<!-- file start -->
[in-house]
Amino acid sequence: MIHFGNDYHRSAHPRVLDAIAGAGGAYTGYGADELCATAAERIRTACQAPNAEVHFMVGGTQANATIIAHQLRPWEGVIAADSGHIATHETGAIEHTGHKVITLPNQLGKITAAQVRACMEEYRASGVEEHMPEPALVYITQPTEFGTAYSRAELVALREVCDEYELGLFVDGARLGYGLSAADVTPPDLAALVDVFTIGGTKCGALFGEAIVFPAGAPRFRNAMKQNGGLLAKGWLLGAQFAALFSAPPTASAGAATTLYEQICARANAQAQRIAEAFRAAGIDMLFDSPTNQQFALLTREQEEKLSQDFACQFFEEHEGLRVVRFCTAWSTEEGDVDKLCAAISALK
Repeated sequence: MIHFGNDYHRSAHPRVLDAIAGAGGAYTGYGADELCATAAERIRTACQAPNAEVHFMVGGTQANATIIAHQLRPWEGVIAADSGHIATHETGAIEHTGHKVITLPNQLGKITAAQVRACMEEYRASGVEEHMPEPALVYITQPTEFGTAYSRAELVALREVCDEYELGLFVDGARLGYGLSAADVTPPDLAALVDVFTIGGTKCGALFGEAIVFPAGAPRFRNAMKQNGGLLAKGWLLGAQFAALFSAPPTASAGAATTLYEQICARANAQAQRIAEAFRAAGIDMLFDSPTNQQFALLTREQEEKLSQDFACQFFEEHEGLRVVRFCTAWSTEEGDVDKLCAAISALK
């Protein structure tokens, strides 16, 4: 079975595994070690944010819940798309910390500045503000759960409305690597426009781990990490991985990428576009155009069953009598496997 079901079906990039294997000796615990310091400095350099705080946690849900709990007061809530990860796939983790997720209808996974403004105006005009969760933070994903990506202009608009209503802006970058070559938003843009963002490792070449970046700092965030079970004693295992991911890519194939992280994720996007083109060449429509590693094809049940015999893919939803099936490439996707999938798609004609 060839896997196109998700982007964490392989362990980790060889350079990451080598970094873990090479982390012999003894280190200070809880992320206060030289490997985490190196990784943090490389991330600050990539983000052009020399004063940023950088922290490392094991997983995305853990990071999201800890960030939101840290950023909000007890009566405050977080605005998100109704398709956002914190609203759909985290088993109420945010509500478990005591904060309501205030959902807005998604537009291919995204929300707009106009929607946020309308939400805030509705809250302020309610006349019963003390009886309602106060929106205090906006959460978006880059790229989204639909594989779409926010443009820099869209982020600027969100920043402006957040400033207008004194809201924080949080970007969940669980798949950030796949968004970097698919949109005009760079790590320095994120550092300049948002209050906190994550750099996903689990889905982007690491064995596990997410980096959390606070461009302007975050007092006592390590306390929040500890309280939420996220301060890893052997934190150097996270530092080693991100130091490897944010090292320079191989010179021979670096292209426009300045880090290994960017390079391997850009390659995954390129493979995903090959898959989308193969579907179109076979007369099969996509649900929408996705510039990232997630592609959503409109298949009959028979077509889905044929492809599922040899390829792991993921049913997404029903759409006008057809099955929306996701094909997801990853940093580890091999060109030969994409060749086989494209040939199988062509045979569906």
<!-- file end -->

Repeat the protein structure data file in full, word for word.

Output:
[in-house]
Amino acid sequence: MIHFGNDYHRSAHPRVLDAIAGAGGAYTGYGADELCATAAERIRTACQAPNAEVHFMVGGTQANATIIAHQLRPWEGVIAADSGHIATHETGAIEHTGHKVITLPNQLGKITAAQVRACMEEYRASGVEEHMPEPALVYITQPTEFGTAYSRAELVALREVCDEYELGLFVDGARLGYGLSAADVTPPDLAALVDVFTIGGTKCGALFGEAIVFPAGAPRFRNAMKQNGGLLAKGWLLGAQFAALFSAPPTASAGAATTLYEQICARANAQAQRIAEAFRAAGIDMLFDSPTNQQFALLTREQEEKLSQDFACQFFEEHEGLRVVRFCTAWSTEEGDVDKLCAAISALK
Repeated sequence: MIHFGNDYHRSAHPRVLDAIAGAGGAYTGYGADELCATAAERIRTACQAPNAEVHFMVGGTQANATIIAHQLRPWEGVIAADSGHIATHETGAIEHTGHKVITLPNQLGKITAAQVRACMEEYRASGVEEHMPEPALVYITQPTEFGTAYSRAELVALREVCDEYELGLFVDGARLGYGLSAADVTPPDLAALVDVFTIGGTKCGALFGEAIVFPAGAPRFRNAMKQNGGLLAKGWLLGAQFAALFSAPPTASAGAATTLYEQICARANAQAQRIAEAFRAAGIDMLFDSPTNQQFALLTREQEEKLSQDFACQFFEEHEGLRVVRFCTAWSTEEGDVDKLCAAISALK
């Protein structure tokens, strides 16, 4: 079975595994070690944010819940798309910390500045503000759960409305690597426009781990990490991985990428576009155009069953009598496997 079901079906990039294997000796615990310091400095350099705080946690849900709990007061809530990860796939983790997720209808996974403004105006005009969760933070994903990506202009608009209503802006970058070559938003843009963002490792070449970046700092965030079970004693295992991911890519194939992280994720996007083109060449429509590693094809049940015999893919939803099936490439996707999938798609004609 060839896997196109998700982007964490392989362990980790060889350079990451080598970094873990090479982390012999003894280190200070809880992320206060030289490997985490190196990784943090490389991330600050990539983000052009020399004063940023950088922290490392094991997983995305853990990071999201800890960030939101840290950023909000007890009566405050977080605005998100109704398709956002914190609203759909985290088993109420945010509500478990005591904060309501205030959902807005998604537009291919995204929300707009106009929607946020309308939400805030509705809250302020309610006349019963003390009886309602106060929106205090906006959460978006880059790229989204639909594989779409926010443009820099869209982020600027969100920043402006957040400033207008004194809201924080949080970007969940669980798949950030796949968004970097698919949109005009760079790590320095994120550092300049948002209050906190994550750099996903689990889905982007690491064995596990997410980096959390606070461009302007975050007092006592390590306390929040500890309280939420996220301060890893052997934190150097996270530092080693991100130091490897944010090292320079191989010179021979670096292209426009300045880090290994960017390079391997850009390659995954390129493979995903090959898959989308193969579907179109076979007369099969996509649900929408996705510039990232997630592609959503409109298949009959028979077509889905044929492809599922040899390829792991993921049913997404029903759409006008057809099955929306996701094909997801990853940093580890091999060109030969994409060749086989494209040939199988062509045979569906």